Friday, April 30, 2010


To anyone interested in El Salvador and the Sanctuary movement, I enthusiastically recommend a short novel, MotherTongue by Demetria Martinez. A New Mexican poet and journalist who was once jailed for her alleged participation in smuggling Central American refugees, Martinez has written an often lyrical, poetic story of a young woman (Maria) falling in love with a Salvadoran refugee (Jose Luis, a divinity student of liberation-theology bent) and dealing with the emotions and consequences engendered by that relationship (as well as a forgotten, troubling past of her own). Although at times the shifts in tense and voice were somewhat disconcerting, as well as the jumping around in the telling of the story, I thoroughly enjoyed this novella. Several times I stopped, re-read, and even underlined sentences and passages that I just liked, such as: "I thought my arroyo of grief had long ago dried up, leaving only an imprint of the storm." Another, "the letters lassos with which I struggled to rope in feelings that galloped off in no clear direction." The book is full of these gems, which makes the rather simple story so much more vibrant and moving. I think especially women will like it (although I hesitate to call it feminist writing, because its messages are broader than that). It would be a great book for high schoolers, because it might bring up a lot of discussion possibilities. . . about U.S. participation in the third world, reactionary movement in South America and the destruction of the peasantry and leftist activities, the impact of terror and torture, the human spirit (good and bad) and risk, love, taking chances. There is a lot packed in this slim volume. One could whip through it in hours, but it is best to read it in sections, enjoying each tidbit separately. I was, however, slightly unhappy with the ending, but I can't say why in order to avoid spoiling it for the reader.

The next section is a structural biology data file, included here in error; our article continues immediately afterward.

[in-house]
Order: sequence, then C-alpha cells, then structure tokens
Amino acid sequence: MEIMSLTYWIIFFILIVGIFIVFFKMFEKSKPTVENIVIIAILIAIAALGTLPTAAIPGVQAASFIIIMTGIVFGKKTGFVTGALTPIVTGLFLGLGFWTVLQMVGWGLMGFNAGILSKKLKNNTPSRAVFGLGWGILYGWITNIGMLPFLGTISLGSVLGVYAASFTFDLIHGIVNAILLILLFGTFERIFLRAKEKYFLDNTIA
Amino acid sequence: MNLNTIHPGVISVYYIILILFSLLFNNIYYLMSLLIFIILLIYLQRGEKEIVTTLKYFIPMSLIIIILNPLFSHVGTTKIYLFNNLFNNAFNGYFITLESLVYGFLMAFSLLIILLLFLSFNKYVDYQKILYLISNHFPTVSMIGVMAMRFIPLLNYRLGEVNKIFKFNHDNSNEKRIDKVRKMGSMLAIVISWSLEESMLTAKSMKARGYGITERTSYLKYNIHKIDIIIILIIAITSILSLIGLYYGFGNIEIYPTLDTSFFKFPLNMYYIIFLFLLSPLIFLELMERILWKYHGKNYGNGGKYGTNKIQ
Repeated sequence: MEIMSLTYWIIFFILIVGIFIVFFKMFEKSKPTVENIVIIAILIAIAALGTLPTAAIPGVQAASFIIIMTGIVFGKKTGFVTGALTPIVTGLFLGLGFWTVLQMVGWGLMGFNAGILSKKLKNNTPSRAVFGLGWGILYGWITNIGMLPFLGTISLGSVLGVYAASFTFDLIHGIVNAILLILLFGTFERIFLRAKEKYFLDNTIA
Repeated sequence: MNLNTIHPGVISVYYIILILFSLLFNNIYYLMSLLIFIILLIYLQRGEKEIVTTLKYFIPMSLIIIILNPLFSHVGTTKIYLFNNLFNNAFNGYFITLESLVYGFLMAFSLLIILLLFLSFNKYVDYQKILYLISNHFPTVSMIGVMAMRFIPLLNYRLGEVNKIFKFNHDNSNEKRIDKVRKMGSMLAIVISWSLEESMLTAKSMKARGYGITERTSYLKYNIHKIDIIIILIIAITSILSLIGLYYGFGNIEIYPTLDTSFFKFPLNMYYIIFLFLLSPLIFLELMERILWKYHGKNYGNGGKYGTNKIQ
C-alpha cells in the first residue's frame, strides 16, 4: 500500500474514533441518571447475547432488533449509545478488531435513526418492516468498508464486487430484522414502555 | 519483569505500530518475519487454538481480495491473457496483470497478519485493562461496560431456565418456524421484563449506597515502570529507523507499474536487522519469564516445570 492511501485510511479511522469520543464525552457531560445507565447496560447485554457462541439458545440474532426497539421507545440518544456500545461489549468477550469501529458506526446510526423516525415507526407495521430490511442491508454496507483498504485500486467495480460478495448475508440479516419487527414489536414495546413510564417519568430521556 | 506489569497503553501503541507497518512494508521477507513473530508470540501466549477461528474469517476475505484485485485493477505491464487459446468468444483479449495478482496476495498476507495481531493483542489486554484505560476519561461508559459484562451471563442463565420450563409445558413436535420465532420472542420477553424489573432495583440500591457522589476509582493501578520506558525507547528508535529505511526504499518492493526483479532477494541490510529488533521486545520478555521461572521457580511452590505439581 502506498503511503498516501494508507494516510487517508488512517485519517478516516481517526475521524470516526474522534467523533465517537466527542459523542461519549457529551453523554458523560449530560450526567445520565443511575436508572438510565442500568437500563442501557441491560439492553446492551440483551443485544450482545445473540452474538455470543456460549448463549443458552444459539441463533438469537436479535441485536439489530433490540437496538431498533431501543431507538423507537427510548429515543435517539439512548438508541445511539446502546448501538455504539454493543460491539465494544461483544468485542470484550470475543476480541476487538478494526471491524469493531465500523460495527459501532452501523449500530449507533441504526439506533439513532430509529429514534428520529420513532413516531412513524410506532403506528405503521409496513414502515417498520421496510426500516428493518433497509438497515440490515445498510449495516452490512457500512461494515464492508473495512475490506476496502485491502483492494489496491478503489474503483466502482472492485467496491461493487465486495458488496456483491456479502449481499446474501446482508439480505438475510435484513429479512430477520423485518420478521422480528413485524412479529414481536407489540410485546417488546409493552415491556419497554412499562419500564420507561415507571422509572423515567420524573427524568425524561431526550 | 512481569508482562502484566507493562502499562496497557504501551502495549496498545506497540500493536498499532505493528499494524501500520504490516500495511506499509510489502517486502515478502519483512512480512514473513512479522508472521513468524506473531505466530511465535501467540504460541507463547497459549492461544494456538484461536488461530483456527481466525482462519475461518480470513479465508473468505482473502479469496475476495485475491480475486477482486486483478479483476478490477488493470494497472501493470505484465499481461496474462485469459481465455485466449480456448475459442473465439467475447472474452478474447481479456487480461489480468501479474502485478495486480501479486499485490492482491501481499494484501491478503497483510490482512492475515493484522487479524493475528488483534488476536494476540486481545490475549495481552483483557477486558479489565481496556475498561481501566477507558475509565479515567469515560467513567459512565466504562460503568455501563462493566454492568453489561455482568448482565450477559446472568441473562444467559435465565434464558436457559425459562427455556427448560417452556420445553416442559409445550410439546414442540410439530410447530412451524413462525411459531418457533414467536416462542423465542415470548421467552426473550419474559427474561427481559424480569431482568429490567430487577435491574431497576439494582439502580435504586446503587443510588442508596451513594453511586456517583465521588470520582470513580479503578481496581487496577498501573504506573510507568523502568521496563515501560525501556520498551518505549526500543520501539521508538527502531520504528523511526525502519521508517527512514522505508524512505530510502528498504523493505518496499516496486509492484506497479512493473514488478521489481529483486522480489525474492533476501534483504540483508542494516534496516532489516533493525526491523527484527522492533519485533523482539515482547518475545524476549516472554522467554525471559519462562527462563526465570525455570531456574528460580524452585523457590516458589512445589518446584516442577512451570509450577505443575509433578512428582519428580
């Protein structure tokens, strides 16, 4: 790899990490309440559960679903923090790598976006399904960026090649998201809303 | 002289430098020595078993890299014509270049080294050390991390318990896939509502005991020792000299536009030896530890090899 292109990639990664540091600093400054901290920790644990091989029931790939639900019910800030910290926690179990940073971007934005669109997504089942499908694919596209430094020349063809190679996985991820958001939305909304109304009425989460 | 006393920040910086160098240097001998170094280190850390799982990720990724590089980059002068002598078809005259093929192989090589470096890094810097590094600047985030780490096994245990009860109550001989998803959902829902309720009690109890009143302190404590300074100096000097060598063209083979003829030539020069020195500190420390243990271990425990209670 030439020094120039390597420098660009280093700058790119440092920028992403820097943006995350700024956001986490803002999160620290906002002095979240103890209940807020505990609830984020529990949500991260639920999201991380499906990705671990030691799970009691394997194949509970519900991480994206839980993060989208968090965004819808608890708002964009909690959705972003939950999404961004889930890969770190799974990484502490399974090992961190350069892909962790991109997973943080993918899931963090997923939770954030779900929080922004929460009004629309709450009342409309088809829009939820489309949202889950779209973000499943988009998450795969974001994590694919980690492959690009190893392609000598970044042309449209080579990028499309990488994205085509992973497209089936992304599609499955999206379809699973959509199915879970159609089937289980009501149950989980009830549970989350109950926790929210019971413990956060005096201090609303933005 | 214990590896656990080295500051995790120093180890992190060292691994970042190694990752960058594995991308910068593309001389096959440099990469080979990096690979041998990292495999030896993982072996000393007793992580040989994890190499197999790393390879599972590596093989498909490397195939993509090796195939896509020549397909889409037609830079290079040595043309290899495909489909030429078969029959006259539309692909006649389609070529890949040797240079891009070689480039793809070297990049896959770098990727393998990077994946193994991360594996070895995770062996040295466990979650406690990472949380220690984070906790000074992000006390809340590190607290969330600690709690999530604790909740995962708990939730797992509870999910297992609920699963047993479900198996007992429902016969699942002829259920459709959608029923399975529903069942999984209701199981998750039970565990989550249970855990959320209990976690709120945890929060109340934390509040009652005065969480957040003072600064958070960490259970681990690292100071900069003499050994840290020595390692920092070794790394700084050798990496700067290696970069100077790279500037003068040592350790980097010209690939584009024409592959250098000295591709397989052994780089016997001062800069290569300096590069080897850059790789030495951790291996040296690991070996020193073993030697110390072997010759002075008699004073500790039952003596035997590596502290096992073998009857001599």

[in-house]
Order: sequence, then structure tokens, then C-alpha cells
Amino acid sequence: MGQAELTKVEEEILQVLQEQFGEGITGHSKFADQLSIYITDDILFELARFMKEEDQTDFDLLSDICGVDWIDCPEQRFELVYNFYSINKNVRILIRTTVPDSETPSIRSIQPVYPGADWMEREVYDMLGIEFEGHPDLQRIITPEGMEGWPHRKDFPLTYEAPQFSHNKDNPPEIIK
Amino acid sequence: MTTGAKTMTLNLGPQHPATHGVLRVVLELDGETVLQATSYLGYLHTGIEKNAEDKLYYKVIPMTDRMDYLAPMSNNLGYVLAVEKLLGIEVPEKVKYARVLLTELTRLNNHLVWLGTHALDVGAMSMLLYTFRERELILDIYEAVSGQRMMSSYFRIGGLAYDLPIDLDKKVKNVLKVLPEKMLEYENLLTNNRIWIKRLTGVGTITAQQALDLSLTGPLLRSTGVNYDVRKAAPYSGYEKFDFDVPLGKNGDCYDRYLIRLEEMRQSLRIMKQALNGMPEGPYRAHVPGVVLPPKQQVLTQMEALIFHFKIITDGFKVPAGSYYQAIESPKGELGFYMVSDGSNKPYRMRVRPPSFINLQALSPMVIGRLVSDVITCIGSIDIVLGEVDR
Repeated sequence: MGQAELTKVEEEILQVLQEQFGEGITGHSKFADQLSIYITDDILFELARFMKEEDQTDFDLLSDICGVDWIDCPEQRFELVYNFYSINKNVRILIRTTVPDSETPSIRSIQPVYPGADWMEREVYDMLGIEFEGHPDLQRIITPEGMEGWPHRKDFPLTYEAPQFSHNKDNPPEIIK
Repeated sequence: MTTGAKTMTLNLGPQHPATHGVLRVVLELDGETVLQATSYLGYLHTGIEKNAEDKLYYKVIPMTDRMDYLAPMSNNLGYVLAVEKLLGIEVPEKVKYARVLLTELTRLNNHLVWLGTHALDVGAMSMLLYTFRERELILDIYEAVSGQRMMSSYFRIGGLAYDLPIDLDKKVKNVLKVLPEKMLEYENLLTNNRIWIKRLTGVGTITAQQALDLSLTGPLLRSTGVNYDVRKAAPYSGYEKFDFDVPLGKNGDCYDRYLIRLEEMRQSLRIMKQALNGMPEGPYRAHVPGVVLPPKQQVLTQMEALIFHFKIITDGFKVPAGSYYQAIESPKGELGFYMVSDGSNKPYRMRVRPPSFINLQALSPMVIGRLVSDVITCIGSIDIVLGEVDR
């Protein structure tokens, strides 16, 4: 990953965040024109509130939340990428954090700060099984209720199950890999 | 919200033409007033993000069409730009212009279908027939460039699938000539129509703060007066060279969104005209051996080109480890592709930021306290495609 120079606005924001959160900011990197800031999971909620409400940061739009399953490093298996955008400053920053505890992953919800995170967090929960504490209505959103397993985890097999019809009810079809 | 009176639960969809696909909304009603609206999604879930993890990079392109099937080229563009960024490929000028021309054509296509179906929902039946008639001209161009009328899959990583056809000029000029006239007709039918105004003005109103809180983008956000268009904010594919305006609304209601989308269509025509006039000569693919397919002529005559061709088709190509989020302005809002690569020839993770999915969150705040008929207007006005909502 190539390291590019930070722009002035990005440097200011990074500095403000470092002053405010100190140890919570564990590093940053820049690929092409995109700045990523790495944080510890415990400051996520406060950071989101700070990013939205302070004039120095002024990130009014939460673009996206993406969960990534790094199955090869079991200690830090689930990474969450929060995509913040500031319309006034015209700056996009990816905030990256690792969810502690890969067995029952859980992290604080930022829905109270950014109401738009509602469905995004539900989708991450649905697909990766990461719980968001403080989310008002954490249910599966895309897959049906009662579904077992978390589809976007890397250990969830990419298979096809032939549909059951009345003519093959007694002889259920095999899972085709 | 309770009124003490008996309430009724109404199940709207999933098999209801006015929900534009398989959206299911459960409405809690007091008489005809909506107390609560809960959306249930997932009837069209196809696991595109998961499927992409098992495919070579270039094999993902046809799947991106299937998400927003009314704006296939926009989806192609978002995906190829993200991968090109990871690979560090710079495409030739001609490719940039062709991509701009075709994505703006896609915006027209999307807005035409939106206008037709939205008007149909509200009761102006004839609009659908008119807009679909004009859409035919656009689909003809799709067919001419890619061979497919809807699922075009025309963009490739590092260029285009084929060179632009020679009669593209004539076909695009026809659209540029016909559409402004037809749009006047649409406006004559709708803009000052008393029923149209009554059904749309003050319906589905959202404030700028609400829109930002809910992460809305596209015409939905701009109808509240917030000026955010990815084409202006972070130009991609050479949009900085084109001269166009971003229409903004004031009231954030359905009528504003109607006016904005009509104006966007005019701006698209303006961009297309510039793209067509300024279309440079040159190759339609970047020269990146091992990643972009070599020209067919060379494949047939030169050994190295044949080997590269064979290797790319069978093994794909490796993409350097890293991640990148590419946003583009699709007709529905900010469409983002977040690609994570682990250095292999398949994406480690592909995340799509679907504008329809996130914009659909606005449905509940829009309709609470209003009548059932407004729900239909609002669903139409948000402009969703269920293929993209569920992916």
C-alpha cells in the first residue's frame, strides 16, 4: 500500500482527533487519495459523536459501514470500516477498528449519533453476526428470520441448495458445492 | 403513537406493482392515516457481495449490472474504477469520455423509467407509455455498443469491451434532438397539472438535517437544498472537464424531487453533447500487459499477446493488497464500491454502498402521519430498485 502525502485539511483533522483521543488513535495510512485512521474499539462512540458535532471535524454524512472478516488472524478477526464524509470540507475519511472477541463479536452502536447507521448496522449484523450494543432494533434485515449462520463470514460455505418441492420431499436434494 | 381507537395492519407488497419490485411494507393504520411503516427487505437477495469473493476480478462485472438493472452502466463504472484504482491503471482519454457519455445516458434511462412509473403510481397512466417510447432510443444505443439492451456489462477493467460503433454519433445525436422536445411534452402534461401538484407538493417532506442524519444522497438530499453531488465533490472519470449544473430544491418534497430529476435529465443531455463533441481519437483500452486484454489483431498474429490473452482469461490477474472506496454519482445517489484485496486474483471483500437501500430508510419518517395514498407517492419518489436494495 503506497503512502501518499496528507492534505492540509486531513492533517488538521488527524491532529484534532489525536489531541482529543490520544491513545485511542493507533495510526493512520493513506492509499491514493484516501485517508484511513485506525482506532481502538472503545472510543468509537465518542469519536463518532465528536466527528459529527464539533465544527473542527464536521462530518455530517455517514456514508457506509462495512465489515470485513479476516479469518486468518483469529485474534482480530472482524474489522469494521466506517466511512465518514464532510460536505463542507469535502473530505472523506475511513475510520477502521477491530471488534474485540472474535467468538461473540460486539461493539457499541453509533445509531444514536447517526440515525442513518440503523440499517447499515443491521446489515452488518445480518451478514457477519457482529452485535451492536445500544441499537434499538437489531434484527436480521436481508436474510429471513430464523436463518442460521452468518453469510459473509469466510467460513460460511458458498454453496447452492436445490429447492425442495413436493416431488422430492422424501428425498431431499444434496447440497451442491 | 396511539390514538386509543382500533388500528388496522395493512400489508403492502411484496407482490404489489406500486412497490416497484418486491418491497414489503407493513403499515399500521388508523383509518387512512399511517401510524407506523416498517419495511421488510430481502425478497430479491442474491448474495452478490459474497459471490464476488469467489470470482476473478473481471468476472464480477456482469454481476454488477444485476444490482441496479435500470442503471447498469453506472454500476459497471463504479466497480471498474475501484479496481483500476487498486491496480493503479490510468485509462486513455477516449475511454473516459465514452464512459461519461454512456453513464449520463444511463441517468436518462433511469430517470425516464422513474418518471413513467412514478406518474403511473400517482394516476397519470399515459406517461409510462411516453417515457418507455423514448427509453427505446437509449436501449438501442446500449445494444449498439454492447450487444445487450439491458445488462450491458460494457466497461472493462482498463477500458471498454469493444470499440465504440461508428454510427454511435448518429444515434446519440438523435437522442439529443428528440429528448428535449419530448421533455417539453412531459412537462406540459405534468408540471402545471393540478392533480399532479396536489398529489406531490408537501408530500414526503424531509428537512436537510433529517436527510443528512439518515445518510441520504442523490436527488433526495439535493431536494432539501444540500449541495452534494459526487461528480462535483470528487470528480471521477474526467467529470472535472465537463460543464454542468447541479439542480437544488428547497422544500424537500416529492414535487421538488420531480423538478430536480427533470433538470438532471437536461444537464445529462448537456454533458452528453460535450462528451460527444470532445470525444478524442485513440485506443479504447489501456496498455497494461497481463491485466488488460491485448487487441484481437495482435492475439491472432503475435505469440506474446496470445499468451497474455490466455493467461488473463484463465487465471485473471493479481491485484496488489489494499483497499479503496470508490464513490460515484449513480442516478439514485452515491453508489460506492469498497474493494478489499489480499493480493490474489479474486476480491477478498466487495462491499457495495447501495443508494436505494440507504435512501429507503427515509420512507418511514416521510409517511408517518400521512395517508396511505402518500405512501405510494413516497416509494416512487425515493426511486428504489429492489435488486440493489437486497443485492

DISASTER (haiku)

A hurricane of oil
nears the pristine swampland of
Louisiana's future.

Monday, April 26, 2010


I believe
the size of one’s soul
as it hovers in heaven
is linked to life
No doubt,
expanded spectral orbs
of mountain climbers
and fighter pilots,
world travelers and thrill seekers,
parents and poets,
will almost be as large
as those of

Monday, April 19, 2010

BOMBER (haiku)

How many McVeighs
stand in those Tea Party lines
waiting for their chance?

Wednesday, April 14, 2010

PASSING (haiku)

I hope you get to
take the soundtrack of your life
to heaven with you.

Sunday, April 11, 2010


Took the boys for their first trip to Carowinds, the large amusement complex that straddles the North Carolina-South Carolina border and is the largest park of its kind in the immediate area. The best way to describe Carowinds is as a carnival midway on serious steroids. Some of the monsterous rides are impressive and scary. The place was owned by Paramount, and since its recent sale the rides have been renamed and repainted, and the gigantic Intimidator has been installed. I would not let the boys on that machine yet, as the securing system looked too scary for me, but otherwise I let them ride on just about anything they qualified for. And luckily Chimo just qualified by the tips of his hair. Overall, it is geared toward satisfying the thrill passions of young adults. There is little sense of fun and fantasy, which I would have enjoyed, and no real display of music and art (the rides are accompanied by blaring rock and such). I like being able to mix thrill rides with entertaining ones (along the lines of Disney and Universal). Perhaps they had one, but a large playground installation would have been nice for tots. We were there from the opening of the gates until the park closed. Unfortunately, four rides broke down while we were in line. Twice we weathered the wait and mechanics were able to get the rides back on line relatively quickly. I also must compliment the cleanliness and attractivenesss of the park, and the overall pleasant and helpful manner of every attendant we came in contact with. And the organization seemed pretty good.